How can New Zealand schools be provided with a sufficient supply of knowledgeable and skilled teachers at a reasonable cost? This question has shaped teacher education policy over decades but its interpretation and preferred solutions have varied markedly.
By 1970 three-year training for primary teachers was finally achieved and teachers colleges were striving to change their organisational patterns, move away from their image as extended secondary schools and become fully tertiary institutions. Colleges had also acquired their own councils, though important decisions in finance, numbers, curriculum and staffing were all made finally by the Department of Education. In 2012 most teacher education in New Zealand is carried out in university faculties of education offering early childhood, primary and secondary programmes and heavily involved in continuing professional education.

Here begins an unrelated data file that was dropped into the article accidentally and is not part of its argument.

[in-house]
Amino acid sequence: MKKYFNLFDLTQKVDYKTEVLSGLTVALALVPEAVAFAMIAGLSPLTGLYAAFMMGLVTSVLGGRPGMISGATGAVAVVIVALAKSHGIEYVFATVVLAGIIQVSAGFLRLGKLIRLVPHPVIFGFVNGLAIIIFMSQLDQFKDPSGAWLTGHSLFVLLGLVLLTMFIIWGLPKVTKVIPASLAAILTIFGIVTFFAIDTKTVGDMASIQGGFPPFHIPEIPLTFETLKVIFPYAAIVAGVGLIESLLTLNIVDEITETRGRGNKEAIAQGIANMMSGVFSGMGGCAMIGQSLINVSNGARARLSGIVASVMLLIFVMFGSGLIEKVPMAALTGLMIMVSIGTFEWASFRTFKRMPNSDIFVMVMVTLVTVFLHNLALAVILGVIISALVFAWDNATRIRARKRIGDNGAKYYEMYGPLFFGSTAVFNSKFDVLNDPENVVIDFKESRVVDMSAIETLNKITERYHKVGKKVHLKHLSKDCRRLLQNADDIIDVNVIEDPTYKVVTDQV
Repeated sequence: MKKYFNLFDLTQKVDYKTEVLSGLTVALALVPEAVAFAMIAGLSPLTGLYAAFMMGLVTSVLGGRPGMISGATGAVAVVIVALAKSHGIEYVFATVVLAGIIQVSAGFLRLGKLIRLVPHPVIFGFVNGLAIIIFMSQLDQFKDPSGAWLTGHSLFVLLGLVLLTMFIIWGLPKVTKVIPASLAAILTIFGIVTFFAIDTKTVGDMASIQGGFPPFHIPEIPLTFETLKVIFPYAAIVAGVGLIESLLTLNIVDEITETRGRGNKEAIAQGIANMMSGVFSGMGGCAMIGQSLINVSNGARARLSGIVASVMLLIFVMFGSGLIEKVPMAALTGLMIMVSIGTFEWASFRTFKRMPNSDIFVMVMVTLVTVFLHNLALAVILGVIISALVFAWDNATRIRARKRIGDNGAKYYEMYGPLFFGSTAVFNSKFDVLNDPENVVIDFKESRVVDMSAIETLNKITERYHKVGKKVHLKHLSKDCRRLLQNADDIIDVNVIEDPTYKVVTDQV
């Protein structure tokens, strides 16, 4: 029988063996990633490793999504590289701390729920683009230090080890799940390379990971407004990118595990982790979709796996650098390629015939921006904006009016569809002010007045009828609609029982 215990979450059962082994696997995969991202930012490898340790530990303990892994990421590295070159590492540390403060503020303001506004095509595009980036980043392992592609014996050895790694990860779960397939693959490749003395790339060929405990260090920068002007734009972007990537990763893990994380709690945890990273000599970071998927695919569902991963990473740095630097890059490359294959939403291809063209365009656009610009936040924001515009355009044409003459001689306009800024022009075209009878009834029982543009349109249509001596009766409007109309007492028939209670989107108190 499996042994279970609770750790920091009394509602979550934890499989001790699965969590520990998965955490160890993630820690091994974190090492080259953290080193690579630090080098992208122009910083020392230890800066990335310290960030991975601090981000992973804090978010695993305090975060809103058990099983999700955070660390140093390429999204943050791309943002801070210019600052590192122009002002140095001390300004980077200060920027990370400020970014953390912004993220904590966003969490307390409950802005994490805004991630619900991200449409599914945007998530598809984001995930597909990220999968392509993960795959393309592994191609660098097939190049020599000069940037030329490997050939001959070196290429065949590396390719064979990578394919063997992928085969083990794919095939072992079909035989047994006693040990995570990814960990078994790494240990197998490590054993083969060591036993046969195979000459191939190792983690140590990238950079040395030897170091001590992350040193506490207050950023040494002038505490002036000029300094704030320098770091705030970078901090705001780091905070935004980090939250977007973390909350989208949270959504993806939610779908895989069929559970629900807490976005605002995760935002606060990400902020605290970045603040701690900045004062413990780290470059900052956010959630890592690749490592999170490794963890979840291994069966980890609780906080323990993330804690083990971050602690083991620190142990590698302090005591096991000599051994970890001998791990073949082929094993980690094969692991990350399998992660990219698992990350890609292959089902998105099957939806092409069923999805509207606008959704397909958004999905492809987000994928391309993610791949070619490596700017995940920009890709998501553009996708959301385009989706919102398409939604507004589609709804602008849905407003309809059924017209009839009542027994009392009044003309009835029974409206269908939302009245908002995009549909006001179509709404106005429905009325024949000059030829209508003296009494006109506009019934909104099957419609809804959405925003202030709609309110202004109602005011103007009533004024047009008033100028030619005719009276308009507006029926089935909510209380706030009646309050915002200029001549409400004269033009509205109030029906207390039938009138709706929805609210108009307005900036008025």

These significant developments have occurred against a backdrop of social and systemic change in New Zealand. In this paper I examine what issues have shaped educational policy in teacher education, what conflicting ideas have underpinned it, and which players have been pivotal. Key themes include (i) the scope, nature and preferred locus of teacher education; (ii) control, funding and quality assurance; and (iii) supply and demand for teachers.
The paper will examine policy documents, reports, critique, and systemic developments with a focus on the changing and often contradictory nature of concepts such as professionalism, accountability, student success, and teacher quality.Â
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